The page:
For some reason, Little Eagles seem to cop it from everyone. Its diet rarely would include taking birds but it seems to get the rap from all the birds. Such is the way of life on the wing.
Also hard to get them all in frame when you’ve only got the big lens handy and the wind is blowing a gale and wrenching it out of cold old hands.
We’ve had a whole range of really average weather of late, and both EE and I were getting a bit tired of being unable to get out for a really good look about. Much changes in a fortnight.
We decided on an early trip to Eynesbury, mainly because of Speckled Warbler. These tiny little songsters are proving to be incredibly illusive for us. We’ve heard them in several places, but have little to show other than a glimpse of a bird flying off into the distance.
Weatherzone showed some pretty nice icons indicating its should be clear from sunup till at least midday, so setting the alarm clock, we were ready for an early start. As we drove up toward Eynesbury, it was obvious the weather was not going to match the icons and it was very overcast. And with no wind, it was pretty much going to stay that way. Still we crossed the road entered the forest and began our search. And within about 10mins had heard the cheery cry of the Warbler, but so far away and no pictures.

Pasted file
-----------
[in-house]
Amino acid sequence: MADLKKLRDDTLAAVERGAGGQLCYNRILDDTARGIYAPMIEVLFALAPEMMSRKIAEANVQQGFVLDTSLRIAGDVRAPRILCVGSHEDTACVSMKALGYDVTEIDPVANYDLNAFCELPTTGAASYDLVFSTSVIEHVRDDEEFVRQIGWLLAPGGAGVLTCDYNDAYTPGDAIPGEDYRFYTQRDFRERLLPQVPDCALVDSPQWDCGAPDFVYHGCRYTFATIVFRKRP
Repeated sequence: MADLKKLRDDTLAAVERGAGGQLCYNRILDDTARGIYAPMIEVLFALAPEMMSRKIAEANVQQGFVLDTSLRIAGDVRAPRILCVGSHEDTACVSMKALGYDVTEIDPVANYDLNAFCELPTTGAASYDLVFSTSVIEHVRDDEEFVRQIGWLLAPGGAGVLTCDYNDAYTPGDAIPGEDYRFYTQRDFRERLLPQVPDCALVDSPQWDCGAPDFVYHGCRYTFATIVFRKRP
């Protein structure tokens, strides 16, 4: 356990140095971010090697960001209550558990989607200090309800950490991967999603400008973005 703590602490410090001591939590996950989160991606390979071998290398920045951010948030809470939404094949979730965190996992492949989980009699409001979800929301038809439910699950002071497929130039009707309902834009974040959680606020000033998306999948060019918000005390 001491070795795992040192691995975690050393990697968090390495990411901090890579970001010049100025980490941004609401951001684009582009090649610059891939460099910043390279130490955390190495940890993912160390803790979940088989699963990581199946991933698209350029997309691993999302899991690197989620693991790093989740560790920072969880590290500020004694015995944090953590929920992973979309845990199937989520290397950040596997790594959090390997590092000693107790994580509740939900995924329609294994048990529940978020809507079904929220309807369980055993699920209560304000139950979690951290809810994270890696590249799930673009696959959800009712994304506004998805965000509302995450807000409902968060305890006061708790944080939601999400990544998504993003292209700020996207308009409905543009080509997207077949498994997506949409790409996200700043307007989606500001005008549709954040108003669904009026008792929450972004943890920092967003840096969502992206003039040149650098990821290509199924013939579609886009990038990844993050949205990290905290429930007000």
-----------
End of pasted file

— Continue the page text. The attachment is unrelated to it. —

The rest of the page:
The other bird of interest is the Diamond Firetail, and while we got some good views no really great photos.
By late morning the sun had poked through, the Little Eagles were playing the strengthening breezes and a pair of Brown Falcons were playing chase across the treetops.
We took a walk up past the old shearing shed area and then down the track toward the golf course dam.
“There is always a pair of Jacky Winter on this corner, ” I assured EE, but she responded “I would have thought the name ‘Winter’ might have been a clue.”
And then to both our collective surprises a Jacky flew down grabbed a bug and sat in a tree with its usual tail wag.